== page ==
When the bell rang to change classes at MacArthur High School in Levittown Wednesday afternoon, waves of students sporting blue shirts poured into the hallways.
The sight made Vincent Causeman, a social studies teacher and MacArthur’s dean of students, grateful that students and staff wore the color of autism awareness. It also made him hopeful for his own children’s future.
Causeman’s two kids -- Ryan, 7, and Hayley, 5 -- are on the autism spectrum.
“When my son was born, I was like most other people, I didn’t know what autism is,” said Causeman, 37, who is a 1994 MacArthur alumnus.
Autism impacts 1 in 68 children in the United States, according to the Centers for Disease Control and Prevention, and Causeman has set out to increase awareness in his corner of the world.
Four years ago, MacArthur started recognizing World Autism Awareness Day, which is on April 2, when Causeman and a colleague created T-shirts for staff to wear and encouraged their co-workers to discuss autism with their classes. They also recruited students to design decorations to hang in the hallways.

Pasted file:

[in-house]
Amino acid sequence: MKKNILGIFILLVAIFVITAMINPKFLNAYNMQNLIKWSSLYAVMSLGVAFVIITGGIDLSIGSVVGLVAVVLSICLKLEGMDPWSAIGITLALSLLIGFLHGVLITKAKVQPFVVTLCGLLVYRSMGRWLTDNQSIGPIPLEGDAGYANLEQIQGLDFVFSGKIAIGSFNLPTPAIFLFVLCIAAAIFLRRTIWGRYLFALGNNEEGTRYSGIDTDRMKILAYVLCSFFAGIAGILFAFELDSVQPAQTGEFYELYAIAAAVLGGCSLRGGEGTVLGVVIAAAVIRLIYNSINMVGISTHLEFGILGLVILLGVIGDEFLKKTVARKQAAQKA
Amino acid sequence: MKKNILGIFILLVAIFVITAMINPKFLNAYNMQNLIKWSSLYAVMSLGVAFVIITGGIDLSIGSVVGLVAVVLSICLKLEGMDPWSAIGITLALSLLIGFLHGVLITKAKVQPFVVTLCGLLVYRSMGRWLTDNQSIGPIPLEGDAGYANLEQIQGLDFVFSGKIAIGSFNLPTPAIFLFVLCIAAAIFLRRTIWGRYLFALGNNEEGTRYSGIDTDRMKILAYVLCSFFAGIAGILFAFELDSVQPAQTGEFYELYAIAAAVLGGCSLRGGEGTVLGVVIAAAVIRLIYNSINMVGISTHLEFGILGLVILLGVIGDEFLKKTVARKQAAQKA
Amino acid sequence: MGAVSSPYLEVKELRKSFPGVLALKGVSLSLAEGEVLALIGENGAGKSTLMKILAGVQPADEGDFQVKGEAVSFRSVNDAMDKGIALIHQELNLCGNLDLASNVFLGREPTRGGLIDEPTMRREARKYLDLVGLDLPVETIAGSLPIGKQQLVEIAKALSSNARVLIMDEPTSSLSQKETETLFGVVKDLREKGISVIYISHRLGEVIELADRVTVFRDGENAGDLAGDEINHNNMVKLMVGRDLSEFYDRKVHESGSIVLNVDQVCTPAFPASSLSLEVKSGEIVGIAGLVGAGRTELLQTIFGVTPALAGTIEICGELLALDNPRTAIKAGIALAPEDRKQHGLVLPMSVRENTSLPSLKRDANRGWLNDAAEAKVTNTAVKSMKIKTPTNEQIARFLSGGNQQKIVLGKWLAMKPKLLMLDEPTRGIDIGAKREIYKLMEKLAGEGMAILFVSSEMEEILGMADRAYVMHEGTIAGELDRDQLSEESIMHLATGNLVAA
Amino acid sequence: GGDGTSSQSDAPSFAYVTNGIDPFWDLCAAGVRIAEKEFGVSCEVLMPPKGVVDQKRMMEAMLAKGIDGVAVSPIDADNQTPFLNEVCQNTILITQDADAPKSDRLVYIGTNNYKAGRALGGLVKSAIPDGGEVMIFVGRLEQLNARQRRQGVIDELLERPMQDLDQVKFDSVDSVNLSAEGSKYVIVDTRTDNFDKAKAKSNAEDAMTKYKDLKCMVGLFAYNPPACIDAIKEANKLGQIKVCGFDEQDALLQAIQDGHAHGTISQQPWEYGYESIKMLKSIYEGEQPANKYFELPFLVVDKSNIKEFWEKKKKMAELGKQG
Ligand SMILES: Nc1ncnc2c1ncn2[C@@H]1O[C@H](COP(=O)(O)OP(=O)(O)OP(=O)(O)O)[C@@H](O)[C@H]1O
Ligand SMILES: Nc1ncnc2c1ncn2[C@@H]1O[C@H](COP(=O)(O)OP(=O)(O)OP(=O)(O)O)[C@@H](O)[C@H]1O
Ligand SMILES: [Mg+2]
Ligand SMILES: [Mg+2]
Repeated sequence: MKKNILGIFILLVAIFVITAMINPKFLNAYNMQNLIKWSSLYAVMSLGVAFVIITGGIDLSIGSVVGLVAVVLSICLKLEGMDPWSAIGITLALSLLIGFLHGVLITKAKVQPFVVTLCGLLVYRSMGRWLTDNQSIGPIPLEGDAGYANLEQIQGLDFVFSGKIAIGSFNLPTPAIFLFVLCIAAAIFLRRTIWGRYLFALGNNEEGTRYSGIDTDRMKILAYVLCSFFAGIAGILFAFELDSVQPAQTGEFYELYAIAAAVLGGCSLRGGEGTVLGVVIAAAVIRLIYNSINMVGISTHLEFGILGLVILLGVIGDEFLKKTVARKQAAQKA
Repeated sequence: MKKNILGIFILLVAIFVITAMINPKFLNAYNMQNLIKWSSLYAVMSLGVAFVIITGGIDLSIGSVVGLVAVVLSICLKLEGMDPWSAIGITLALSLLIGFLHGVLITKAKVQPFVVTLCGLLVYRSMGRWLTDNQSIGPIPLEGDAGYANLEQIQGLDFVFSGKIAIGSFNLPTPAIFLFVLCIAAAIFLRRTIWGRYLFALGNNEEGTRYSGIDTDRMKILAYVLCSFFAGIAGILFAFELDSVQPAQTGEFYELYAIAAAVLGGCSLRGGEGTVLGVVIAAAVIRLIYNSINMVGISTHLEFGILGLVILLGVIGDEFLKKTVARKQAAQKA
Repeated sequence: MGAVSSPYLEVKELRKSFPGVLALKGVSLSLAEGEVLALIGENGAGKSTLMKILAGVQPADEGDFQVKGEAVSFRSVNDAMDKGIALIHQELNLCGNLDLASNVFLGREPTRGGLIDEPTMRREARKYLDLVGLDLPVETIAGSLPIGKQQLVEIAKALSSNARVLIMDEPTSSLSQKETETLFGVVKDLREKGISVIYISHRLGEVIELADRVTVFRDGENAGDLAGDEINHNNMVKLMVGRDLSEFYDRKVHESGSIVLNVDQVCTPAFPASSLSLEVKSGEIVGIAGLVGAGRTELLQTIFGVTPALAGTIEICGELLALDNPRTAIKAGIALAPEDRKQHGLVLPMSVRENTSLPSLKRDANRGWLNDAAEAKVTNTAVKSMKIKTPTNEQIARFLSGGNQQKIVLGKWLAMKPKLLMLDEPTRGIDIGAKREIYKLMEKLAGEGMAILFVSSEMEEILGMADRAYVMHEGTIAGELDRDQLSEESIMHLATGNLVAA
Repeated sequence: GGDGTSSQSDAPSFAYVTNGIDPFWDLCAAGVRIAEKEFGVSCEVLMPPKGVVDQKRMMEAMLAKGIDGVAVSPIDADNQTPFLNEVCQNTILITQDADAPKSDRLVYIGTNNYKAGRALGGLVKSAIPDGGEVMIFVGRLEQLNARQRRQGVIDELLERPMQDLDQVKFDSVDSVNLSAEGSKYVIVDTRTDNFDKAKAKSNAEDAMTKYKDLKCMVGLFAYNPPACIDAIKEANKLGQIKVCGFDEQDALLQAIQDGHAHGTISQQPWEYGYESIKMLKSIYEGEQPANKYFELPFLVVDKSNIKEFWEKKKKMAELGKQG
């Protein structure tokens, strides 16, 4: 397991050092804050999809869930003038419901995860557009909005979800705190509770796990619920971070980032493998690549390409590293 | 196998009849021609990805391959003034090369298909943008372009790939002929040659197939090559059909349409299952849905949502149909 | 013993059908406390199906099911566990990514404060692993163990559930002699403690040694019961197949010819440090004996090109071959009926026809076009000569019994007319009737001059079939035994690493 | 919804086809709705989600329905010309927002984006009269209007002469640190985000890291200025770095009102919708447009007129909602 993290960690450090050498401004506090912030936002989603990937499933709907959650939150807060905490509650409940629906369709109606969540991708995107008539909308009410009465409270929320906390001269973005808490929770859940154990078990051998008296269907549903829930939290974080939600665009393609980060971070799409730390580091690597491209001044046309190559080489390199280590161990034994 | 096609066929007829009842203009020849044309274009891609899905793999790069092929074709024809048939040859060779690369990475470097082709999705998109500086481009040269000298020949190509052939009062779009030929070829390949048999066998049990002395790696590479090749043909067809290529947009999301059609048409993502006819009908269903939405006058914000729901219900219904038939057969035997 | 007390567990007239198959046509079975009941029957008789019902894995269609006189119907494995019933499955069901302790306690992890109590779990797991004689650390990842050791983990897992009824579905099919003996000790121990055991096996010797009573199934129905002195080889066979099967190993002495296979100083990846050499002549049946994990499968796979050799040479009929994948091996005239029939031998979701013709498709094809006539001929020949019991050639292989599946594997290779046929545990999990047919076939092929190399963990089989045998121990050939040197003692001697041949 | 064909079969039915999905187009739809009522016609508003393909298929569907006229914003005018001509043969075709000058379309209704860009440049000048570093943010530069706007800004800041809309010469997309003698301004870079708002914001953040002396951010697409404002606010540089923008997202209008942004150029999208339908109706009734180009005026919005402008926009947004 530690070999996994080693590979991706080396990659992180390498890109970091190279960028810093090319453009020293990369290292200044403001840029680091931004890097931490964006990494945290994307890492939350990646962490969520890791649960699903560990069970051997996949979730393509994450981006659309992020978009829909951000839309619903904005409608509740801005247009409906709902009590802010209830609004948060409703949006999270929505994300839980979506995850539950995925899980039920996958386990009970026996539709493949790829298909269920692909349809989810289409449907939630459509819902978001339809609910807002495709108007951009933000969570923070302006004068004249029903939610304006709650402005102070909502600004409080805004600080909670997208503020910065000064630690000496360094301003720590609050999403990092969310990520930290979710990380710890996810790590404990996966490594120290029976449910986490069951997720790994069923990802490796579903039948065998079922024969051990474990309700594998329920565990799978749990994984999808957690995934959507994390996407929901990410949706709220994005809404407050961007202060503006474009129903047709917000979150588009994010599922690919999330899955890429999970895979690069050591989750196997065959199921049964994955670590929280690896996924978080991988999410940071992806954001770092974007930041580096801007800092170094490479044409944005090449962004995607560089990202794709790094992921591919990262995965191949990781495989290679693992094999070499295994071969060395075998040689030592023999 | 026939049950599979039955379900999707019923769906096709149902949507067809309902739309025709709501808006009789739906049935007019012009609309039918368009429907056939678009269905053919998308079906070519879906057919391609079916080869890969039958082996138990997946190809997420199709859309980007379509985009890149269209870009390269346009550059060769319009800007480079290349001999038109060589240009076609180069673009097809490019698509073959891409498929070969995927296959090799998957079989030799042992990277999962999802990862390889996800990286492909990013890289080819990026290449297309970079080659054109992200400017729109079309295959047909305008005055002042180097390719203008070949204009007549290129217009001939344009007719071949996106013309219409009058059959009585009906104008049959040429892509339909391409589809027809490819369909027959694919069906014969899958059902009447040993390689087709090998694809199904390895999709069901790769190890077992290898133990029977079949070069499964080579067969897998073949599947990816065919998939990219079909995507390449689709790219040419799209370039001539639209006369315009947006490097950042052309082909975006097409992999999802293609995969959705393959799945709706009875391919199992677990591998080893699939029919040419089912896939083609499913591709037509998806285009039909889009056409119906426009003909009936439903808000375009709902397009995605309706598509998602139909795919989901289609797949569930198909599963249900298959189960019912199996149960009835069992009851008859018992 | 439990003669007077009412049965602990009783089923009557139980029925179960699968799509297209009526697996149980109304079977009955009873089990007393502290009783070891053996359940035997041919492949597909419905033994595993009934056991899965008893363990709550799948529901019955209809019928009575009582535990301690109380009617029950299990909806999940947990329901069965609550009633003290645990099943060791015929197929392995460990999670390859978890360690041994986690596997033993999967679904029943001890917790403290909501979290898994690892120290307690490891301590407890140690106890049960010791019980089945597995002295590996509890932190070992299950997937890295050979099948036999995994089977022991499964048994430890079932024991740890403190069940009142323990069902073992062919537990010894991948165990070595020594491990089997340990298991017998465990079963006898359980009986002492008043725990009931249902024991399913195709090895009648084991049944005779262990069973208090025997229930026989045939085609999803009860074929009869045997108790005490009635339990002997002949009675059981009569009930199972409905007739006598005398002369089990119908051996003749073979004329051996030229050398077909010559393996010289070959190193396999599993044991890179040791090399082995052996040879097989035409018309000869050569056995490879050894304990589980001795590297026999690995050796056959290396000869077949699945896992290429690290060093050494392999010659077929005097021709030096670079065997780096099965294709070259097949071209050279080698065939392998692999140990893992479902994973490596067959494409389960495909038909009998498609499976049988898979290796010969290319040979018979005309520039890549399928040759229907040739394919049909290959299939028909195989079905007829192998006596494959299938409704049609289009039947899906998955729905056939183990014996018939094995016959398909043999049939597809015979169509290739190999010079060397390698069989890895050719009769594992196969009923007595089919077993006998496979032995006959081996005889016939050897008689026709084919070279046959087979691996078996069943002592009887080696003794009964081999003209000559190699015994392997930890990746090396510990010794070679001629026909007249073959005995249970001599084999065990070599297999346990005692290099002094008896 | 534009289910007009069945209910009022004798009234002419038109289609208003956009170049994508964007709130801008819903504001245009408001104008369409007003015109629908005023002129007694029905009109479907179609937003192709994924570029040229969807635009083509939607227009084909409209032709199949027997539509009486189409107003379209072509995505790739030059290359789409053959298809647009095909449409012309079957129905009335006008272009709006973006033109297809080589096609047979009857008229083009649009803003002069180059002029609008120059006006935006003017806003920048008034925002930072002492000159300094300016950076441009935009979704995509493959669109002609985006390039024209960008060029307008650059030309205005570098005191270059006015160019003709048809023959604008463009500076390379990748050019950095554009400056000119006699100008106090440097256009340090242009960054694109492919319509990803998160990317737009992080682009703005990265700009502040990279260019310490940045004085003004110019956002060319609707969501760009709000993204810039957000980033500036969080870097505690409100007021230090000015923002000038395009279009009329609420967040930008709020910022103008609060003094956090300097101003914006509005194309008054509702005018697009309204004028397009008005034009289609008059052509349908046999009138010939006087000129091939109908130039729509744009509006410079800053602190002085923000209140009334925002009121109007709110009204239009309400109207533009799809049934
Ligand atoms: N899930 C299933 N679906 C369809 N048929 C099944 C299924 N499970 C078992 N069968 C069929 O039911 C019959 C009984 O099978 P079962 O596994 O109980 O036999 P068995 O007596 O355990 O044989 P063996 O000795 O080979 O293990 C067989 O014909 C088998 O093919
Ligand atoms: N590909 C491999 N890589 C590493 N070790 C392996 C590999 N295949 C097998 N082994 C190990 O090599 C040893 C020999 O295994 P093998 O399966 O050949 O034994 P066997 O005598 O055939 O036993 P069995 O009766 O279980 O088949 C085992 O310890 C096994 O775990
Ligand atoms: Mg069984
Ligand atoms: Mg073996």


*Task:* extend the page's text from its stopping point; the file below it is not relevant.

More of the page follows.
Since then, the program has expanded to all nine schools in the Levittown School District. This year, Causeman said they sold 1,700 blue T-shirts featuring an altered Superman logo with the words “Levittown Schools Support Autism Awareness.” Proceeds will go to the Nassau Suffolk Chapter of the Autism Society of America.
Senior John Lewis, 17, of Wantagh, was among the students and staff who sold shirts, created autism awareness displays inside and outside the high school, and filmed a video PSA that was played throughout the school buildings Wednesday morning. It can also be viewed on the district’s Web site.
Lewis was moved to support the cause after volunteering with the district’s Challenger basketball program, which caters to students with special needs.
“It’s just so eye-opening,” he said. “These are some great kids, great people.”
Causeman said less than 1 percent of MacArthur’s student population is on the autism spectrum. Senior Tommy Matousek, 18, of Levittown, is one of them, and he’s thrived in the district.
Although he once relied on aids, Matousek said he hasn’t needed them since his freshman year. He added that although he encountered some teasing from classmates when he was younger, he’s now embraced by his peers. They recently named him “Most Artistic” at this year’s Senior Awards, and his artwork is currently on display outside the high school’s main office.
Seeing his schoolmates clad in blue Wednesday, Matousek said, “It feels like they’re trying to make a difference.”
Causeman said he’s noticed a change in the way students at MacArthur treat their peers with autism. Awareness has led to more understanding.
“When my kids walk through the hallways in their schools, I just want them to be accepted for who they are.”